In November 2016, Florida became one of 28 states (including the District of Columbia) to legalize medical marijuana. While each state has taken their own approach to how the programs work, they are all for the most part fairly similar. Additionally, there are now seven (7) states that have voted in favor of recreational marijuana for adult use.
As Americans become more tolerant of marijuana, there are several organizations and lawmakers who are still unsure if this is the right course to take. However, the concerns are often not regarding adults using the drug, but rather adolescents and young adults who are more at-risk and vulnerable to the effects of experimentation with marijuana. Let’s take a moment to explore some concerns.
American Academy of Pediatrics Takes On Marijuana
On February 27, 2017, the American Academy of Pediatrics (AAP) published a report highlighting the risks of young people using cannabis, CBS News reports. The report comes in the wake of more and more parents asking their doctors to weigh in on marijuana use among kids. The AAP’s report, published in the journal Pediatrics, cites research indicating that marijuana can wreak havoc on developing brains, causing problems with memory and the ability to plan. The AAP points out that the brain is still developing in one’s early twenties.
The report also cites previous research which has shown that early initiation of marijuana use increases the risk of addiction developing in adulthood, according to the article. But despite such realities, more and more young people perceive marijuana as a benign substance. Almost 40 percent of high school students across the country have used marijuana at least once (10 percent used the drug before turning 13-years of age, according to government data. Roughly 20 percent of U.S. high schoolers are current cannabis users.) As more and more states legalize marijuana, the perception of harm among young people decrease and parents become more confused about how to handle this issue with their children.
Marijuana “is the drug of choice” for many of my teenage patients, says the report’s lead author, Dr. Sheryl Ryan, a Yale University pediatrics professor.
Marijuana’s Path to Addiction
Dr. Ryan goes on to say that many young people form their opinion about the drug based on the fact that their parents used the drug, and nothing bad happened, the article reports. However, marijuana (today) is far more potent than it was historically. Higher potency can result in greater changes to one’s brain. The drug should be avoided by young people, as much as possible.
Greater potency could mean heightened risk for dependency. When it comes to addiction many believe marijuana use is not habit forming, and that it does not lead to physical dependency. However, while symptoms of marijuana withdrawal may not be as severe as opioids, alcohol or other substances, it still has symptoms like cravings, trouble sleeping, loss of appetite, mood swings and irritability. What’s more, people who use marijuana regularly are far more likely to experiment with other, more potentially dangerous substances. Marijuana use can lead to dependency in some individuals and the younger, more underdeveloped brains of teens are particularly vulnerable to the effects of marijuana.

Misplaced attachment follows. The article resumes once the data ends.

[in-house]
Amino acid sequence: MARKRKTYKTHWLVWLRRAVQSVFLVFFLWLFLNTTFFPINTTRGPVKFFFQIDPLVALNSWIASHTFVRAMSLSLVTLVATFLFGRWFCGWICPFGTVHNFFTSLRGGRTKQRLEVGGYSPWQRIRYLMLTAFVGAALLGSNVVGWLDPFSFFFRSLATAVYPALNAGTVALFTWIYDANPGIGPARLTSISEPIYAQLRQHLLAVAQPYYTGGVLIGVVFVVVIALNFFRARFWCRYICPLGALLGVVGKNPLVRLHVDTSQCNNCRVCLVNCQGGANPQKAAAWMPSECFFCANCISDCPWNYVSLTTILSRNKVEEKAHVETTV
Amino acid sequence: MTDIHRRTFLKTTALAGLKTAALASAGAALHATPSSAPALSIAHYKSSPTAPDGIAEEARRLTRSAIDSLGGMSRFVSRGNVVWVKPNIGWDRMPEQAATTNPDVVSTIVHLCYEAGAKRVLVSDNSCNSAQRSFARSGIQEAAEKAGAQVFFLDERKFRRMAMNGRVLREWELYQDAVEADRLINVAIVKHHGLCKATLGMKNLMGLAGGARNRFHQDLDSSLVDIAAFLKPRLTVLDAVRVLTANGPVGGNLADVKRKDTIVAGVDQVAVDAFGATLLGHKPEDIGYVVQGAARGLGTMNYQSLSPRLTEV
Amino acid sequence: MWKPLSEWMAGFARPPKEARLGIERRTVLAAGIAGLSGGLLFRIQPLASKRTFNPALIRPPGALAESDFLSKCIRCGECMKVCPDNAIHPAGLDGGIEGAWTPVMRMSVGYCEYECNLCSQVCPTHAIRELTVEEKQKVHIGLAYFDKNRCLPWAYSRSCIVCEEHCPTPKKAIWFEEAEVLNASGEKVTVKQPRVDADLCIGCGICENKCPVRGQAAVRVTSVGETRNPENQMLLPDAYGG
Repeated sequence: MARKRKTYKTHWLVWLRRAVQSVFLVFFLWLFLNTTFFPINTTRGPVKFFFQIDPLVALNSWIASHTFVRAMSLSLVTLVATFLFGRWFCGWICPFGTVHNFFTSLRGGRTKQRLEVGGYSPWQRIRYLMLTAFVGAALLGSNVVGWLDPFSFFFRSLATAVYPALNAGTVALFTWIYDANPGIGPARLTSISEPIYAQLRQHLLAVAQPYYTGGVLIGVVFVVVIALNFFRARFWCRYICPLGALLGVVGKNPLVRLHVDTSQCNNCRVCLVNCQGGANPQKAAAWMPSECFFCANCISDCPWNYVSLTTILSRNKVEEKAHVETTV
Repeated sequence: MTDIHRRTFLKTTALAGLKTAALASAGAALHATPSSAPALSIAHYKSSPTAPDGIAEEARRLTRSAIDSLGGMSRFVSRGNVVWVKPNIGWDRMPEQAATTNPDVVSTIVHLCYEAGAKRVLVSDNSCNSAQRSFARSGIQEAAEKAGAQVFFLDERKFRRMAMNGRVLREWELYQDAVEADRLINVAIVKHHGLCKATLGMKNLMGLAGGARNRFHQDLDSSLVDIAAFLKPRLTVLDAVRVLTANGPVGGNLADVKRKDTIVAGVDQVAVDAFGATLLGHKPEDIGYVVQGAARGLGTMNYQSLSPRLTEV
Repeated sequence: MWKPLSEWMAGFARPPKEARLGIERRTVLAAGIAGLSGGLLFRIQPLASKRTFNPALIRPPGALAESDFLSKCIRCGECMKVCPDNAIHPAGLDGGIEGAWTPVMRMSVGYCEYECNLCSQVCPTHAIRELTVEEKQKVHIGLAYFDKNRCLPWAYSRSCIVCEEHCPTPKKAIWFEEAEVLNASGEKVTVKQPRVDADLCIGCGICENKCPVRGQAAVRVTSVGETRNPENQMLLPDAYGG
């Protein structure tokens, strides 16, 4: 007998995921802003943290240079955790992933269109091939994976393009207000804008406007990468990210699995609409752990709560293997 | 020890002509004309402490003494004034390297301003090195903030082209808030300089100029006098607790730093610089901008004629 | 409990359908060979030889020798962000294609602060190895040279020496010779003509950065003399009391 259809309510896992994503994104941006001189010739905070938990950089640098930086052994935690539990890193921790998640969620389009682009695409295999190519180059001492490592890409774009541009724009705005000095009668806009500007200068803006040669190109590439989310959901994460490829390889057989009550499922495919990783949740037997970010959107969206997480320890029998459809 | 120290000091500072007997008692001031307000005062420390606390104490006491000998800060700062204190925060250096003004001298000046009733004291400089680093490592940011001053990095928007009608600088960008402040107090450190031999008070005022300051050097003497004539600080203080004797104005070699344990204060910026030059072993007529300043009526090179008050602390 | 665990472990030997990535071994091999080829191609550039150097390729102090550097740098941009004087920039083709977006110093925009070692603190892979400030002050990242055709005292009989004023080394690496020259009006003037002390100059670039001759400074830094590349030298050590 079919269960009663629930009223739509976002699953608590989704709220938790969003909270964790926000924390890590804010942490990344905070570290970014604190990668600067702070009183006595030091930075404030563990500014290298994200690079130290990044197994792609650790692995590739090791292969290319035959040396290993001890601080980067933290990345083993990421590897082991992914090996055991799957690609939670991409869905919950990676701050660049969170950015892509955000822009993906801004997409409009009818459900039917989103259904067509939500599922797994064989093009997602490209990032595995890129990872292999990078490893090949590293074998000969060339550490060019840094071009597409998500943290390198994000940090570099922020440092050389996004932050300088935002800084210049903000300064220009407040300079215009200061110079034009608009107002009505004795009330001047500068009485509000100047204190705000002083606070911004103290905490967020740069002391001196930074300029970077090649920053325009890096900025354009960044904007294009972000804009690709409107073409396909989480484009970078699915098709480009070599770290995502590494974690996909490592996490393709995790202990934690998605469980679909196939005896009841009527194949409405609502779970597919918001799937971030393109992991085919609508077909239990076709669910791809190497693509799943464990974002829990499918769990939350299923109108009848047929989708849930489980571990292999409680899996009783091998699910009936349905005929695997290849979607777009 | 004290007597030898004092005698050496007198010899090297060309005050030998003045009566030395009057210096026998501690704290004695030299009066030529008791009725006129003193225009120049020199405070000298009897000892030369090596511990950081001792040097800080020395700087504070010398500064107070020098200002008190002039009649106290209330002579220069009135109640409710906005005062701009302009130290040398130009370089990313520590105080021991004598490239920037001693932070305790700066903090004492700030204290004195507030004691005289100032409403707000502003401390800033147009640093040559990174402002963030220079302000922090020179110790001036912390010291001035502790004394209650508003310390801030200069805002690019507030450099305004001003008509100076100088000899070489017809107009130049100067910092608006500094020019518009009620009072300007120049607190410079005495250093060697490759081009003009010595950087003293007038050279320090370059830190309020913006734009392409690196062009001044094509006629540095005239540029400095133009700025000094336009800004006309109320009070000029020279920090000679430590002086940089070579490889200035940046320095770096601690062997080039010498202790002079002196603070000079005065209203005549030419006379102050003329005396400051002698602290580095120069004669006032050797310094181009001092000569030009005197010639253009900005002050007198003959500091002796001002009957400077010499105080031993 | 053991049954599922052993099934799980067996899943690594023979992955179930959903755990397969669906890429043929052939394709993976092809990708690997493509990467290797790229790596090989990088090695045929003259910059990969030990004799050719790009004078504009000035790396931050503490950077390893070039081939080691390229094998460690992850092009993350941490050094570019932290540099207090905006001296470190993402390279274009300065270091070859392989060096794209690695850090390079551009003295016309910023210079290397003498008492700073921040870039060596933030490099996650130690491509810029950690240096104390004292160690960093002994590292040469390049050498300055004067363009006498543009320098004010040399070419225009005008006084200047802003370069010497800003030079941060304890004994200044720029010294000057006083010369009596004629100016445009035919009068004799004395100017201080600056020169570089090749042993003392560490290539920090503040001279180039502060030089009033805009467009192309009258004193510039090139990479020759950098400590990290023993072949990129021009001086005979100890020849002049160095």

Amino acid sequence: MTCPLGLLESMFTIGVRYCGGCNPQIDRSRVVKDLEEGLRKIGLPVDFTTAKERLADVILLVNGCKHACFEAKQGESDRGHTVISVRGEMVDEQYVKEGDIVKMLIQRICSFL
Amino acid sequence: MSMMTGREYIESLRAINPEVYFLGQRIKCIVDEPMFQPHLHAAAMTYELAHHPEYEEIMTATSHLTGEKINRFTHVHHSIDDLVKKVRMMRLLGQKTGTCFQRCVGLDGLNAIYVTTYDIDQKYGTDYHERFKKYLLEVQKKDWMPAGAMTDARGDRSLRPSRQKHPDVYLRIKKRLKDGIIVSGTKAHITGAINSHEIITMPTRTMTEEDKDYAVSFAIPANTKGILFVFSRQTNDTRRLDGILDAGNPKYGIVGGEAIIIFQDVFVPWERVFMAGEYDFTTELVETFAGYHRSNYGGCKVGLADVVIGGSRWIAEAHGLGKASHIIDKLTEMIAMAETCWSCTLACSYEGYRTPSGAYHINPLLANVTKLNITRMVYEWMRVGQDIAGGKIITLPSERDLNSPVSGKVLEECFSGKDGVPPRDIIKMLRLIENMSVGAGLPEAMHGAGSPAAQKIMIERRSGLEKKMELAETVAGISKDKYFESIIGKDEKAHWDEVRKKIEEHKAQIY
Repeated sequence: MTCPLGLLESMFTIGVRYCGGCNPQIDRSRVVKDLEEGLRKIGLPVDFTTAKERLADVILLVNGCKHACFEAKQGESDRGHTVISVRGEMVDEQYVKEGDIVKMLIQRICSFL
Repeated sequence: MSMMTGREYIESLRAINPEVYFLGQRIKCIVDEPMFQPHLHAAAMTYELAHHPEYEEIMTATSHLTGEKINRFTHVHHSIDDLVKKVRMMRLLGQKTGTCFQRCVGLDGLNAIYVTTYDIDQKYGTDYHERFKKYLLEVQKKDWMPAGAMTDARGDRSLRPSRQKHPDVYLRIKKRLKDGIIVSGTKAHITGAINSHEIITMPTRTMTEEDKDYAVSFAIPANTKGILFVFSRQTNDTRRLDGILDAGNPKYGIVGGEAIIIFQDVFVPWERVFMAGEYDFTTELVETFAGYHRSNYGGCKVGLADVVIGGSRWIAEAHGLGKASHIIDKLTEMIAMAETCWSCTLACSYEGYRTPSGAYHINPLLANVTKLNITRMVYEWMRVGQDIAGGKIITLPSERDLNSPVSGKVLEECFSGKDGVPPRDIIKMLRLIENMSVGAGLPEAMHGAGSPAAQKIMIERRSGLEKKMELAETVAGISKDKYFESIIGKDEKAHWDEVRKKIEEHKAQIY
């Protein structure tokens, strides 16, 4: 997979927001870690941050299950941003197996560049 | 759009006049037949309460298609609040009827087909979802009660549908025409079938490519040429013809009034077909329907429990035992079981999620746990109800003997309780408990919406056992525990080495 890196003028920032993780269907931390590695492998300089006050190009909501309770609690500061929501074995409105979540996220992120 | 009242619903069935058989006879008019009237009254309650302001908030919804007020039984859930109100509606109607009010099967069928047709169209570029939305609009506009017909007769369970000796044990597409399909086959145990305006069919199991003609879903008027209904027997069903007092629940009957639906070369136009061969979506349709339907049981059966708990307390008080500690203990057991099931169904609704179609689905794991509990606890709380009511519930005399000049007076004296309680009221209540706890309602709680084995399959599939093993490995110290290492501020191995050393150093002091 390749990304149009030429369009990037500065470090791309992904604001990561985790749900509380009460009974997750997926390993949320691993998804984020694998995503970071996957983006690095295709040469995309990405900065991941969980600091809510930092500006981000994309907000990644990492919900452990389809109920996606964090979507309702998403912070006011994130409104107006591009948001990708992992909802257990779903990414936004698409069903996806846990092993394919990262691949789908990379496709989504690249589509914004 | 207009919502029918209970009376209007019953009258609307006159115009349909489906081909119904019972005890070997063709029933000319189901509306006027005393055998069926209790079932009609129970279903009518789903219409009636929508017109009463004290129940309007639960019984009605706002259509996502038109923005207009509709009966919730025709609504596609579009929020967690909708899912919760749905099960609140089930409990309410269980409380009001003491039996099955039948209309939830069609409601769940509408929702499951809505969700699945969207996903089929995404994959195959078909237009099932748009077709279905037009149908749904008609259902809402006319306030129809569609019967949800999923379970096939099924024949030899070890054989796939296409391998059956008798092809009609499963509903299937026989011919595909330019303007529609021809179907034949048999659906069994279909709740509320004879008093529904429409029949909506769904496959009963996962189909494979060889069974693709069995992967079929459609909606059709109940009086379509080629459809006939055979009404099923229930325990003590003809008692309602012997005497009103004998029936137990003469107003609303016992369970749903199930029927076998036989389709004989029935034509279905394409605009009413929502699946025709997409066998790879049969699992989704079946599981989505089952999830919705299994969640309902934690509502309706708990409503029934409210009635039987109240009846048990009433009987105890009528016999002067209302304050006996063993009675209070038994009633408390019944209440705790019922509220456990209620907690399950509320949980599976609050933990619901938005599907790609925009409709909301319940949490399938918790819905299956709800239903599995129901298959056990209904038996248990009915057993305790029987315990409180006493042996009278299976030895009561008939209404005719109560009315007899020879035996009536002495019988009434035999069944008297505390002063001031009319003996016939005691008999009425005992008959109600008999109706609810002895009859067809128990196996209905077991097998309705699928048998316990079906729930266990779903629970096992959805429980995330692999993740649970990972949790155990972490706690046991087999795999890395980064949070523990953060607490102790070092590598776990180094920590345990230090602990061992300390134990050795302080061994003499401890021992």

It is vital that parents heed the AAP’s report and do what they can to mitigate the risk of their teenager using the drug. It is important for parents to understand that marijuana is not a harmless drug and the marijuana that is being used today is not the same substance they may have experimented with when they were younger. It is more potent and has a higher risk of dependency, especially in the adolescent brain.
Learn About Our At-Risk Program
Among the many addiction and mental health services provided by Family Recovery Specialists, the At-Risk Program is designed for young adults and adolescents who are experimenting with or abusing substances, but may not have a more serious problem.
These individuals typically are in the early stages of substance use and often do not meet criteria for substance dependence. The At-Risk program is more intensive than an individual/family therapy approach and provides education for the parents and the child, as well as individual therapy, family therapy and a group component. Additionally, our program explores the underlying reasons for a child’s experimentation with substances. We offer tools for making better decisions and avoiding further substance use. This is an early intervention program that can prevent a child from continued exploration and the consequences related to substance use. In addition we do provide more intensive services for teens and young adults that do show more clear signs of abuse or addiction.
Family Recovery Specialists is available to confidentially discuss your situation and answer any questions you may have. We offer evaluations and consultations, if you are interested in seeing if your child or young adult may have a problem with substances and could benefit from any of the services we offer.